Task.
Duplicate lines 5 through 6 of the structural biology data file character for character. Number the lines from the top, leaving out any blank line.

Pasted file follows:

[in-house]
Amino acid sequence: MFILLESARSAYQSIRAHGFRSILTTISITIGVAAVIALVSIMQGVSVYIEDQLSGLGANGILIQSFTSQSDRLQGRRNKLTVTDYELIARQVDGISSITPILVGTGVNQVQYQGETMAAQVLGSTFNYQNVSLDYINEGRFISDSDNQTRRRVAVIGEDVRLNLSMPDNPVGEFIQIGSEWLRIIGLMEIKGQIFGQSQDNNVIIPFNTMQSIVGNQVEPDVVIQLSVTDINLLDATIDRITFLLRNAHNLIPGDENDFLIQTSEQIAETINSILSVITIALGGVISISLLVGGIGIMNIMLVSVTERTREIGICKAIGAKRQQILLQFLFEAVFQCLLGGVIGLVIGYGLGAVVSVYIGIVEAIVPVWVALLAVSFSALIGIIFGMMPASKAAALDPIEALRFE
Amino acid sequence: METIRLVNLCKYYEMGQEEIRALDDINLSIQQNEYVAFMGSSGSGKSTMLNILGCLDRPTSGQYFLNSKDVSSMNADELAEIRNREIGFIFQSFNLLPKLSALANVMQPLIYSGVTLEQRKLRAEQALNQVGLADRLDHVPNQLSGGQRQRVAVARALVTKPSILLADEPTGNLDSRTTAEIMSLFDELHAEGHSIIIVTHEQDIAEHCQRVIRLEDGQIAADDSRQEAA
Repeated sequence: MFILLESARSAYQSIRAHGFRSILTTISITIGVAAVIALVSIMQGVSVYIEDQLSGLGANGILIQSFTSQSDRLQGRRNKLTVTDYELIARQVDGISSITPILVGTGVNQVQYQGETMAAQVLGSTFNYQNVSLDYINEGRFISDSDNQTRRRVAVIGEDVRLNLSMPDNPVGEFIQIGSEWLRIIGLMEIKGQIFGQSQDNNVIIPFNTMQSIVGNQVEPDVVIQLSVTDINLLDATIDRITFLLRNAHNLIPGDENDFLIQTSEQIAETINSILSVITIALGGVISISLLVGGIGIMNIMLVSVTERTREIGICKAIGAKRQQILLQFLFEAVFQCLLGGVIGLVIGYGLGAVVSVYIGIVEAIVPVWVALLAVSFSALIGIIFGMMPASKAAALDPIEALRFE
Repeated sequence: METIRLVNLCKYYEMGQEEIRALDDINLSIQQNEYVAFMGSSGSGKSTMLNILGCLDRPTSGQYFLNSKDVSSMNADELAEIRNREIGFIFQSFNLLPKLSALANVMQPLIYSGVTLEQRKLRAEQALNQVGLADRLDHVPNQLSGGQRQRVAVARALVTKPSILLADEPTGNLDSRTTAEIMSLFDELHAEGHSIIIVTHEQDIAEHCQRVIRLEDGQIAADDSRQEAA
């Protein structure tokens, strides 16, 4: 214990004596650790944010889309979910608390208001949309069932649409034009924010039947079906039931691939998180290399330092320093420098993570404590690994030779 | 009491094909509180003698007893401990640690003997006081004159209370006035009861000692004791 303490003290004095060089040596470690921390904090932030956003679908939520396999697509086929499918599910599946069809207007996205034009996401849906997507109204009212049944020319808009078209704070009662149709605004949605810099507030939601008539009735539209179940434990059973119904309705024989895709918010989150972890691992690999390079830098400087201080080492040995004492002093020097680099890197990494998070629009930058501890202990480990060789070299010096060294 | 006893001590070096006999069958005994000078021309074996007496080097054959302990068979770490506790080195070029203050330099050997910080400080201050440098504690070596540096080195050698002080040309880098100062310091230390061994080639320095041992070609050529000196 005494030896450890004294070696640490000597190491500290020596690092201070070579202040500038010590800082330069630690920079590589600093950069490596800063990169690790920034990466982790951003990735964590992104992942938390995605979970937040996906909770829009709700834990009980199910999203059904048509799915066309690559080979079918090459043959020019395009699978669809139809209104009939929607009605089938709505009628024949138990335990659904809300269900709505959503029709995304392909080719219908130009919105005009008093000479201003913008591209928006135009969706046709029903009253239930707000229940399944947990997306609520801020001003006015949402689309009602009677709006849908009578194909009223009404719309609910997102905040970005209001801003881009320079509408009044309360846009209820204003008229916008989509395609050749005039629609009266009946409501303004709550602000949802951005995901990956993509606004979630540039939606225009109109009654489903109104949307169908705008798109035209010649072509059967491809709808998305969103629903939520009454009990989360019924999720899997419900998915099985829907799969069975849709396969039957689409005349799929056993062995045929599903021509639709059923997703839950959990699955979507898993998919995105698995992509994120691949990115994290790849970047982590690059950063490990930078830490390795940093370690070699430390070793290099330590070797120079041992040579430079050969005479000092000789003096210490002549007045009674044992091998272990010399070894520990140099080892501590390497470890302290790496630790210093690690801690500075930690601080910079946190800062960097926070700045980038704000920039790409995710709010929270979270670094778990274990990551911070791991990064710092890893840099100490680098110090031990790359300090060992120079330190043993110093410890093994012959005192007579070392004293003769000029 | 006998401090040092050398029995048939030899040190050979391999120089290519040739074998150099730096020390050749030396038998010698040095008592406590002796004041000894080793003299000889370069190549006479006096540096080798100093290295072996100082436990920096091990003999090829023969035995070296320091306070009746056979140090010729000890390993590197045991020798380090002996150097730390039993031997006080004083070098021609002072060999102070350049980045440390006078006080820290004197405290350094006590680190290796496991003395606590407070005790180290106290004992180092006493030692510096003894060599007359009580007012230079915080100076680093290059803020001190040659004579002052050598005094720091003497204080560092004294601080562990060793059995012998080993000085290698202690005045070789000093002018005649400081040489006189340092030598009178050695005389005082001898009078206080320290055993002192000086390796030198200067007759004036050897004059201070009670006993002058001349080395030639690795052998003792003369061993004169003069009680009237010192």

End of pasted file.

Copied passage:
Repeated sequence: METIRLVNLCKYYEMGQEEIRALDDINLSIQQNEYVAFMGSSGSGKSTMLNILGCLDRPTSGQYFLNSKDVSSMNADELAEIRNREIGFIFQSFNLLPKLSALANVMQPLIYSGVTLEQRKLRAEQALNQVGLADRLDHVPNQLSGGQRQRVAVARALVTKPSILLADEPTGNLDSRTTAEIMSLFDELHAEGHSIIIVTHEQDIAEHCQRVIRLEDGQIAADDSRQEAA
């Protein structure tokens, strides 16, 4: 214990004596650790944010889309979910608390208001949309069932649409034009924010039947079906039931691939998180290399330092320093420098993570404590690994030779 | 009491094909509180003698007893401990640690003997006081004159209370006035009861000692004791 303490003290004095060089040596470690921390904090932030956003679908939520396999697509086929499918599910599946069809207007996205034009996401849906997507109204009212049944020319808009078209704070009662149709605004949605810099507030939601008539009735539209179940434990059973119904309705024989895709918010989150972890691992690999390079830098400087201080080492040995004492002093020097680099890197990494998070629009930058501890202990480990060789070299010096060294 | 006893001590070096006999069958005994000078021309074996007496080097054959302990068979770490506790080195070029203050330099050997910080400080201050440098504690070596540096080195050698002080040309880098100062310091230390061994080639320095041992070609050529000196 005494030896450890004294070696640490000597190491500290020596690092201070070579202040500038010590800082330069630690920079590589600093950069490596800063990169690790920034990466982790951003990735964590992104992942938390995605979970937040996906909770829009709700834990009980199910999203059904048509799915066309690559080979079918090459043959020019395009699978669809139809209104009939929607009605089938709505009628024949138990335990659904809300269900709505959503029709995304392909080719219908130009919105005009008093000479201003913008591209928006135009969706046709029903009253239930707000229940399944947990997306609520801020001003006015949402689309009602009677709006849908009578194909009223009404719309609910997102905040970005209001801003881009320079509408009044309360846009209820204003008229916008989509395609050749005039629609009266009946409501303004709550602000949802951005995901990956993509606004979630540039939606225009109109009654489903109104949307169908705008798109035209010649072509059967491809709808998305969103629903939520009454009990989360019924999720899997419900998915099985829907799969069975849709396969039957689409005349799929056993062995045929599903021509639709059923997703839950959990699955979507898993998919995105698995992509994120691949990115994290790849970047982590690059950063490990930078830490390795940093370690070699430390070793290099330590070797120079041992040579430079050969005479000092000789003096210490002549007045009674044992091998272990010399070894520990140099080892501590390497470890302290790496630790210093690690801690500075930690601080910079946190800062960097926070700045980038704000920039790409995710709010929270979270670094778990274990990551911070791991990064710092890893840099100490680098110090031990790359300090060992120079330190043993110093410890093994012959005192007579070392004293003769000029 | 006998401090040092050398029995048939030899040190050979391999120089290519040739074998150099730096020390050749030396038998010698040095008592406590002796004041000894080793003299000889370069190549006479006096540096080798100093290295072996100082436990920096091990003999090829023969035995070296320091306070009746056979140090010729000890390993590197045991020798380090002996150097730390039993031997006080004083070098021609002072060999102070350049980045440390006078006080820290004197405290350094006590680190290796496991003395606590407070005790180290106290004992180092006493030692510096003894060599007359009580007012230079915080100076680093290059803020001190040659004579002052050598005094720091003497204080560092004294601080562990060793059995012998080993000085290698202690005045070789000093002018005649400081040489006189340092030598009178050695005389005082001898009078206080320290055993002192000086390796030198200067007759004036050897004059201070009670006993002058001349080395030639690795052998003792003369061993004169003069009680009237010192």